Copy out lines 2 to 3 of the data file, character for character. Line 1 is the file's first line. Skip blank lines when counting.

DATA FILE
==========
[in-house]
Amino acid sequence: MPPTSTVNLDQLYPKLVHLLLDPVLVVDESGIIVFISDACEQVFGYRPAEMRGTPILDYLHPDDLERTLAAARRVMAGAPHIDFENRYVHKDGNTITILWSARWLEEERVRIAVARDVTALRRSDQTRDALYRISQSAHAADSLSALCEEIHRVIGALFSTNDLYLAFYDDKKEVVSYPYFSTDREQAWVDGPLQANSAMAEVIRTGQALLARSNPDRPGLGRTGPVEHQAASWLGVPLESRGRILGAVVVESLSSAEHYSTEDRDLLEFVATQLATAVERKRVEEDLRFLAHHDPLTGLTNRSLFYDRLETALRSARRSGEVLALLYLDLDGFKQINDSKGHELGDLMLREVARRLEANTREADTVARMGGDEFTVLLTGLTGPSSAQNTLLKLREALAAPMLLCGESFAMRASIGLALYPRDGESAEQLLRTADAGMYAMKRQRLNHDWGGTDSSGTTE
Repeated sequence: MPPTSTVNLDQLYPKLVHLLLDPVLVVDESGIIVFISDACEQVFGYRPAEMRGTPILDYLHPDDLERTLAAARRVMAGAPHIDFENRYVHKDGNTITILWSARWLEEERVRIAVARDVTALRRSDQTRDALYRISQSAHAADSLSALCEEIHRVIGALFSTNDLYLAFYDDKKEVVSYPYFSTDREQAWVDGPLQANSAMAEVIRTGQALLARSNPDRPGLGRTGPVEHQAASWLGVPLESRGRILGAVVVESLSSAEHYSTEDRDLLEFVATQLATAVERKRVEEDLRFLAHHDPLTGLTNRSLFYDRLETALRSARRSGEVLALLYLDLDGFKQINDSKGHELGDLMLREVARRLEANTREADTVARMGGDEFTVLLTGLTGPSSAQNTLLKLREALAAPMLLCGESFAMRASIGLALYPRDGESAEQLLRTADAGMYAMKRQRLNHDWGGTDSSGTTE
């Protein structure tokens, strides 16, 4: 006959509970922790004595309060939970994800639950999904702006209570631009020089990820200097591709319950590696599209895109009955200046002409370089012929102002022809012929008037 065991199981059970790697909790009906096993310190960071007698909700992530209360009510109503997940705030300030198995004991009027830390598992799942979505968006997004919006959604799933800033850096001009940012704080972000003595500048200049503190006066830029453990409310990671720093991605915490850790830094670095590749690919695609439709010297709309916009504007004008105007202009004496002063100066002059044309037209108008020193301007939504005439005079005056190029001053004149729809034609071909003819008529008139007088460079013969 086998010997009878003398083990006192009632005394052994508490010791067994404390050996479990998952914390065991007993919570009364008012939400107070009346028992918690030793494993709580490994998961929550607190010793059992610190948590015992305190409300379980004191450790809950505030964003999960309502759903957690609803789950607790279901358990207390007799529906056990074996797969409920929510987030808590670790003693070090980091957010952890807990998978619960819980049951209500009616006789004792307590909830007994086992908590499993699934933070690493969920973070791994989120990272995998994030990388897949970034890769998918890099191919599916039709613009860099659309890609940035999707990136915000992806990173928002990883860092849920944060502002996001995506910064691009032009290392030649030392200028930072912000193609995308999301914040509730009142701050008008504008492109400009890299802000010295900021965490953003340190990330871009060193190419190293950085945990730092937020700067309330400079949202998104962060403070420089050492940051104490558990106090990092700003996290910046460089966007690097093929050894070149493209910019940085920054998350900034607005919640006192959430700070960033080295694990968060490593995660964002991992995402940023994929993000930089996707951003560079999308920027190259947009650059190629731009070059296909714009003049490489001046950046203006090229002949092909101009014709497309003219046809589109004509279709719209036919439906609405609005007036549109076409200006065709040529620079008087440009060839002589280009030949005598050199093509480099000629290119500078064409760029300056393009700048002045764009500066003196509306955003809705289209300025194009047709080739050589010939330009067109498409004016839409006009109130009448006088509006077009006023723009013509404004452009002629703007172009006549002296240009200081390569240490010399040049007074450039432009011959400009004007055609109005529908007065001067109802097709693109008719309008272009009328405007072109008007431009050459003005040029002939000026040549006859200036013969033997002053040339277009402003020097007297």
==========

Amino acid sequence: MPPTSTVNLDQLYPKLVHLLLDPVLVVDESGIIVFISDACEQVFGYRPAEMRGTPILDYLHPDDLERTLAAARRVMAGAPHIDFENRYVHKDGNTITILWSARWLEEERVRIAVARDVTALRRSDQTRDALYRISQSAHAADSLSALCEEIHRVIGALFSTNDLYLAFYDDKKEVVSYPYFSTDREQAWVDGPLQANSAMAEVIRTGQALLARSNPDRPGLGRTGPVEHQAASWLGVPLESRGRILGAVVVESLSSAEHYSTEDRDLLEFVATQLATAVERKRVEEDLRFLAHHDPLTGLTNRSLFYDRLETALRSARRSGEVLALLYLDLDGFKQINDSKGHELGDLMLREVARRLEANTREADTVARMGGDEFTVLLTGLTGPSSAQNTLLKLREALAAPMLLCGESFAMRASIGLALYPRDGESAEQLLRTADAGMYAMKRQRLNHDWGGTDSSGTTE
Repeated sequence: MPPTSTVNLDQLYPKLVHLLLDPVLVVDESGIIVFISDACEQVFGYRPAEMRGTPILDYLHPDDLERTLAAARRVMAGAPHIDFENRYVHKDGNTITILWSARWLEEERVRIAVARDVTALRRSDQTRDALYRISQSAHAADSLSALCEEIHRVIGALFSTNDLYLAFYDDKKEVVSYPYFSTDREQAWVDGPLQANSAMAEVIRTGQALLARSNPDRPGLGRTGPVEHQAASWLGVPLESRGRILGAVVVESLSSAEHYSTEDRDLLEFVATQLATAVERKRVEEDLRFLAHHDPLTGLTNRSLFYDRLETALRSARRSGEVLALLYLDLDGFKQINDSKGHELGDLMLREVARRLEANTREADTVARMGGDEFTVLLTGLTGPSSAQNTLLKLREALAAPMLLCGESFAMRASIGLALYPRDGESAEQLLRTADAGMYAMKRQRLNHDWGGTDSSGTTE